At the time of writing, I believe there are around 30 offshore wind farm proposals for the declared area off Victoria’s Gippsland coast. While not all will be approved, some will - and all of these developers will need the same or similar baseline data to support the planning and approvals of their projects.

Industry will remain responsible for studies throughout the operations phase of approved wind farms. So, we need a framework that supports the efficient collection of baseline data and monitoring over appropriate spatial and temporal scales, and that meets multiple end-users’ needs.

Collaboration the best (and only) way forward

What we are seeing in Gippsland and other proposed wind farm areas is developers caught in an intensely competitive process to gain licences and progress quickly towards approval and development. It’s a race to secure the resources needed to deliver baseline studies ahead of competitors.

An individual project approach rather than a collaborative one may create unnecessary expense for developers and undue risks to study species. It also has the potential to create conditions where a lack of data transparency could emerge and community support and industry social licence is eroded.

Australian regulators have recognised the challenges faced by developers in collecting suitable baseline data for some time. This prompted the recent publication of the revised NOPSEMA and Offshore Infrastructure Regulator Research Strategy – which called for a collaborative, regional-scale approach for offshore wind.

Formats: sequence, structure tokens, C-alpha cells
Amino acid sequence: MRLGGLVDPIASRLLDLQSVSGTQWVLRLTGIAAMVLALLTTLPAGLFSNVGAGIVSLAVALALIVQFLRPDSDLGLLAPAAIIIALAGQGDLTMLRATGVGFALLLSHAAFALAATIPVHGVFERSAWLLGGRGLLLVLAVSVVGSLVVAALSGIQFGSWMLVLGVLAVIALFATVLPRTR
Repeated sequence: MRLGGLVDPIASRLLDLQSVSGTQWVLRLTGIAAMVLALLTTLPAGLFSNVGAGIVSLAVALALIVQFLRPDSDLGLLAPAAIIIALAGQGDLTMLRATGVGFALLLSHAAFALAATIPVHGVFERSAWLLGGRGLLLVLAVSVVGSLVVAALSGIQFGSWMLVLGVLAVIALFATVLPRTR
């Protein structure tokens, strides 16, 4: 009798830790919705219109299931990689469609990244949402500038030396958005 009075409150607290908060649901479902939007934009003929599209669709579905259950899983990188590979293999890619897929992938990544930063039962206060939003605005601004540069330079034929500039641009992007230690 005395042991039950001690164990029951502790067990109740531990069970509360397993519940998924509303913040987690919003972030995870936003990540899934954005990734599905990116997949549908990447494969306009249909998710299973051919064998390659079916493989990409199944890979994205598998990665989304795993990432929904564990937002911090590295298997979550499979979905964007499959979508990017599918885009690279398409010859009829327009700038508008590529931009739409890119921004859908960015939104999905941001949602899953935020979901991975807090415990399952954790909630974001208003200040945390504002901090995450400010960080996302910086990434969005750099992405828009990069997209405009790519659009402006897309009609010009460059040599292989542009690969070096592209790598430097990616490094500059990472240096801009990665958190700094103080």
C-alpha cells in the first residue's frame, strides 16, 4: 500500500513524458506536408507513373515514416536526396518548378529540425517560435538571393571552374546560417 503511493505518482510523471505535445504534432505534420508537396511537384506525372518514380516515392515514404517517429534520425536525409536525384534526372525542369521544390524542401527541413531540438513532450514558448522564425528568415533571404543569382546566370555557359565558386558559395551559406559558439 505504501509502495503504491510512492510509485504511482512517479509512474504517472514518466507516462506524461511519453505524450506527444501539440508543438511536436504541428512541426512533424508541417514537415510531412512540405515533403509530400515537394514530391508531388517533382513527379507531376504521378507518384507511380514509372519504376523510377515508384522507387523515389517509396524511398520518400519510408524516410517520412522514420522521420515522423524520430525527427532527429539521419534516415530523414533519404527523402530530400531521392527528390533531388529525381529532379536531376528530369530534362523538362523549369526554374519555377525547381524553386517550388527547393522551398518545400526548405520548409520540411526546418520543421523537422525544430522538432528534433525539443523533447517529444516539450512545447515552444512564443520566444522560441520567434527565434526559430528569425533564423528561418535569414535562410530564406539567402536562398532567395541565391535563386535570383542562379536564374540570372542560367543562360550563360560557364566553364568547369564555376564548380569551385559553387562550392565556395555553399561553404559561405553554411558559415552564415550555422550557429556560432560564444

Add to this the fact that there simply is no way to collect all the necessary data without collaboration in certain cases. For example, the listing and protection status of some species means that government recovery teams and researchers may be the only people permitted to interact with these animals.

Without sufficient scientific evidence to support the environmental impact assessments, regulators may be forced into precautionary decision-making. This can lead to delays in project approval, which isn’t just bad for developers and their projects, but for Australia’s communities and our net zero goals, too.

A collaborative approach

Collaborative baseline studies are not a new concept. A great example is the excellent collaborative research currently being done in the oil and gas decommissioning space. Their feedback - they wish their sector had followed this path much earlier.

Collaborative programs are also being delivered for the offshore wind industry overseas. Feedback from our RPS colleagues in the UK is that the wind industry there echoes their colleagues in oil and gas. They wish they had started collaborating sooner.

Here in Australia, we have an incredible opportunity to design and deliver region-wide baseline marine survey programs that meet multiple end-user needs, including those of developers, regulators, governments, estate managers, investors, and the community.

At RPS, we’re working on a collaborative marine baseline program approach and have received early interest and support from several companies. As an industry, we don’t have to wish we’d started earlier – we can begin now.